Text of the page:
The Snowberry Clearwing is a member of the Sphinx Moths (AKA Hawk Moths). Its name comes from the fact that one of this species important larval foods is the Snowberry plant. Sphinx moths are important pollinators and are often mistakenly identified as Hummingbirds or Bumble Bees due to their size and their habits of visiting flowers. Most Sphinx Moths are active nocturnally or at dawn and dusk, but the Snowberry Clearwing is diurnal. One Missouri favorite, the Missouri Evening Primrose of glade habitats, shares an obligate pollination mutualism with a species of Hawk Moth, meaning that no other animal can provide pollination services for this plant. This is a photography project someday in the future!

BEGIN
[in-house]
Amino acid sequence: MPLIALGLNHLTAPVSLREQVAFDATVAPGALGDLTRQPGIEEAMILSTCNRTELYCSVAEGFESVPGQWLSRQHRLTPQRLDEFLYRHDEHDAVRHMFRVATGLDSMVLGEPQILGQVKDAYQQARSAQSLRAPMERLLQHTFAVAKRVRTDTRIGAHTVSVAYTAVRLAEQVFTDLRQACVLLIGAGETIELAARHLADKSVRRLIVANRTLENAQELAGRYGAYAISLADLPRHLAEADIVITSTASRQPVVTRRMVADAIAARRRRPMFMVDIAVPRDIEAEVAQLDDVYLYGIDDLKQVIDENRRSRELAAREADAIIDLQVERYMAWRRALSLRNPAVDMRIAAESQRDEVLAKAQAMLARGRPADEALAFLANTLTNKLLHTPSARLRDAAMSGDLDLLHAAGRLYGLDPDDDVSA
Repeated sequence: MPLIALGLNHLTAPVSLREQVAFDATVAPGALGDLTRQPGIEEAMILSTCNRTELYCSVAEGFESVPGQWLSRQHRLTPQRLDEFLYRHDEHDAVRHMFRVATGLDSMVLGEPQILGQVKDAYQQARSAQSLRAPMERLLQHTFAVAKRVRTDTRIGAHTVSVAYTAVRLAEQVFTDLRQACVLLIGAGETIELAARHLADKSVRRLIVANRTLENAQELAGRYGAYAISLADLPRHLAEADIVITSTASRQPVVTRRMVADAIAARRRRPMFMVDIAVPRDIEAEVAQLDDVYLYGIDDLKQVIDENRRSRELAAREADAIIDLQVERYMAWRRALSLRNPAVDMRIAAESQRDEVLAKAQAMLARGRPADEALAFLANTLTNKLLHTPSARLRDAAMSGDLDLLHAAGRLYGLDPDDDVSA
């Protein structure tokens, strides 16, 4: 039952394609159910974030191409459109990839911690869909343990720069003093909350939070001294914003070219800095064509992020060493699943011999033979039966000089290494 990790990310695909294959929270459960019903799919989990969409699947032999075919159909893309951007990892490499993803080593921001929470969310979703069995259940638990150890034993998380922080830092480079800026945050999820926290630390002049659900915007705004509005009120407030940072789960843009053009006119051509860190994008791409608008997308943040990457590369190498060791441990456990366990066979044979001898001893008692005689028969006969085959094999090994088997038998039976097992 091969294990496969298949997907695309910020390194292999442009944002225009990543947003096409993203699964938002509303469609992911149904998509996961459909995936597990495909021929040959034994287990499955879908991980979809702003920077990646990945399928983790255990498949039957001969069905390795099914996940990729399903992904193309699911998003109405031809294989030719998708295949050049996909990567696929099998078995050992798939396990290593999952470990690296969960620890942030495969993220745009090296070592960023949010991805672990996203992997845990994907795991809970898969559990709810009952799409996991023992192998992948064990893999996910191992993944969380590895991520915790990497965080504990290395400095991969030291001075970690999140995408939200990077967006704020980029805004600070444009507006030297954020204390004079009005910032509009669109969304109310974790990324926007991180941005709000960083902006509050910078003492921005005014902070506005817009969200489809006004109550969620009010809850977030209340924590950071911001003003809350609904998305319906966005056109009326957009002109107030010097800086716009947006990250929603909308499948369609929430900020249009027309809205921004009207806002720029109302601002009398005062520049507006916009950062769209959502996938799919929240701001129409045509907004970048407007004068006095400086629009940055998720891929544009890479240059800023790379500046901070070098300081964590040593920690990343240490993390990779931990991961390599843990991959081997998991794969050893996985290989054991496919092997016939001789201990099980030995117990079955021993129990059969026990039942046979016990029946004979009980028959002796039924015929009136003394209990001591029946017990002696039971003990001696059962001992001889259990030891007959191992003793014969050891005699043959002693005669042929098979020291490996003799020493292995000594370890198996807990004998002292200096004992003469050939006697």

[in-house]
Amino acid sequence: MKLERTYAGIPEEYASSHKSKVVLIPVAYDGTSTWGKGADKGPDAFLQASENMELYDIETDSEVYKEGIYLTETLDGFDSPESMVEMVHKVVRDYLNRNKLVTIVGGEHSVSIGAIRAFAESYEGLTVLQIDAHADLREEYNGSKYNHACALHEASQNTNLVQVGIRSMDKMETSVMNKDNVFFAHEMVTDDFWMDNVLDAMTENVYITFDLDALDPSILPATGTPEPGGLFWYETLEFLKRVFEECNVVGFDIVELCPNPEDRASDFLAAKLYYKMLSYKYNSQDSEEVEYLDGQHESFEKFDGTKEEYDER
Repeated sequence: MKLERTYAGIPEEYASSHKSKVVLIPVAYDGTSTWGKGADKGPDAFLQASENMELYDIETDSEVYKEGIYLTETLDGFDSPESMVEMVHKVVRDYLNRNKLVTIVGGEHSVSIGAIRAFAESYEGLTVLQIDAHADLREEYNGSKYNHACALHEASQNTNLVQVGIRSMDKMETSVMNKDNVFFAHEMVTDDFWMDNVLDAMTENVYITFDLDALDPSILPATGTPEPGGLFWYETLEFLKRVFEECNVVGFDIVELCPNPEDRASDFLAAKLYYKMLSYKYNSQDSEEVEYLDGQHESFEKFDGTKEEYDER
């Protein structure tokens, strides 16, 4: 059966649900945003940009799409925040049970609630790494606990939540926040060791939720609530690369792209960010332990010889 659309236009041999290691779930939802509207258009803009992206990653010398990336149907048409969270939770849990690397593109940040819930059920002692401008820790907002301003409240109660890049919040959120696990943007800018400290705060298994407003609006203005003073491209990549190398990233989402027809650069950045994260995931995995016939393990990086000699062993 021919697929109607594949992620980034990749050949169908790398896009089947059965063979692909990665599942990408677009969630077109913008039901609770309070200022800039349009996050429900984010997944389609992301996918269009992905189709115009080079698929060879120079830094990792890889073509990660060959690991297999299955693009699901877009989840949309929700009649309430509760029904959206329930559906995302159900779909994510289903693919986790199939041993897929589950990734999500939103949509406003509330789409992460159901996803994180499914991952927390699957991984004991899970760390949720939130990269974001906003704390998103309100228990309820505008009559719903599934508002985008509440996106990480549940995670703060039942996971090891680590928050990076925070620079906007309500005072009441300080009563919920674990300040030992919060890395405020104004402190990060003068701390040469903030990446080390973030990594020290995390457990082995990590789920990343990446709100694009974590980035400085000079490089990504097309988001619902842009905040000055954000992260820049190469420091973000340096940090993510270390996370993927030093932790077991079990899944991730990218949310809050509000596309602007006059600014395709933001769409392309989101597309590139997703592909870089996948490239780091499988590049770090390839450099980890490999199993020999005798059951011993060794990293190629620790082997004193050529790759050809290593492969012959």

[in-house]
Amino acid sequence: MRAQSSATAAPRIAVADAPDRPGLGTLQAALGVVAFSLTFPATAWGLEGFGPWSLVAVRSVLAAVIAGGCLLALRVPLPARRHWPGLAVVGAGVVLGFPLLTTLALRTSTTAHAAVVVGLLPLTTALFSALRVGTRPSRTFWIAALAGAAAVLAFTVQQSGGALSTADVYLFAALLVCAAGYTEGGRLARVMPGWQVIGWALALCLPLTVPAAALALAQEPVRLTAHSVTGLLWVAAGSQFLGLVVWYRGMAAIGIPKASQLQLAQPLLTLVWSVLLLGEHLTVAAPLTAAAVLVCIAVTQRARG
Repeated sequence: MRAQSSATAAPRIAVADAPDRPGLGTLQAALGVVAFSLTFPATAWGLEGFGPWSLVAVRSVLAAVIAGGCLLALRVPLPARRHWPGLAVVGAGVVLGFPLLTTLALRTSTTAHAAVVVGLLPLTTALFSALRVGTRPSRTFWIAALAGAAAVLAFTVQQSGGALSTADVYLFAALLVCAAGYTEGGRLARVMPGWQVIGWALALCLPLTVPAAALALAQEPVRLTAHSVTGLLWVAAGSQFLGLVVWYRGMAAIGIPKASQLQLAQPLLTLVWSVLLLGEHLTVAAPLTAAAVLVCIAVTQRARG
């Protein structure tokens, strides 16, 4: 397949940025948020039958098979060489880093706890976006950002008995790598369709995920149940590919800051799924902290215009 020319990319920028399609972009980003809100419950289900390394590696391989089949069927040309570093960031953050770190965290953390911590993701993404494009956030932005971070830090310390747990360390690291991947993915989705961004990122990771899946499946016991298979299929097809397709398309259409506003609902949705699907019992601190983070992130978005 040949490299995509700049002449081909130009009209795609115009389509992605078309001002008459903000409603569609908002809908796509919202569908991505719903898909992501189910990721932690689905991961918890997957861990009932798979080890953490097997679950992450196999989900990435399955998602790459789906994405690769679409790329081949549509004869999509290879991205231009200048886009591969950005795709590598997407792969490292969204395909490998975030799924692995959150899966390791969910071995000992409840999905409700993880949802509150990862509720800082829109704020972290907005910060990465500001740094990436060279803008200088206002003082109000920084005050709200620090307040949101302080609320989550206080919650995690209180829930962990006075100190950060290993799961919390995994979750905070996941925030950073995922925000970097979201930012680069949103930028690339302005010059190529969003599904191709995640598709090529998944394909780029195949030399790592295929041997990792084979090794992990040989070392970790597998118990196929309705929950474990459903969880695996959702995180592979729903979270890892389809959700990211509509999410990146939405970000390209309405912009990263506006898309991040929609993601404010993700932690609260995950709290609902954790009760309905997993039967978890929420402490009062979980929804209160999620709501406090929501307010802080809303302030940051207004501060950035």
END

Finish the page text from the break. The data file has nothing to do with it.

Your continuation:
The caterpillars of these moths are known as “hornworms”, and they are just as fascinating as the adults. Included in this group is the Tobacco Hornworm, which is a notorious pest on tomato plants. A useful natural controller of hornworms are the parasitoid braconid wasps that lay their eggs on the developing moth and whose larvae then eat the caterpillar from the inside out.
Next time you are in the garden, take a closer look at that bumblebee or hummingbird. It might not be what you assume it to be!
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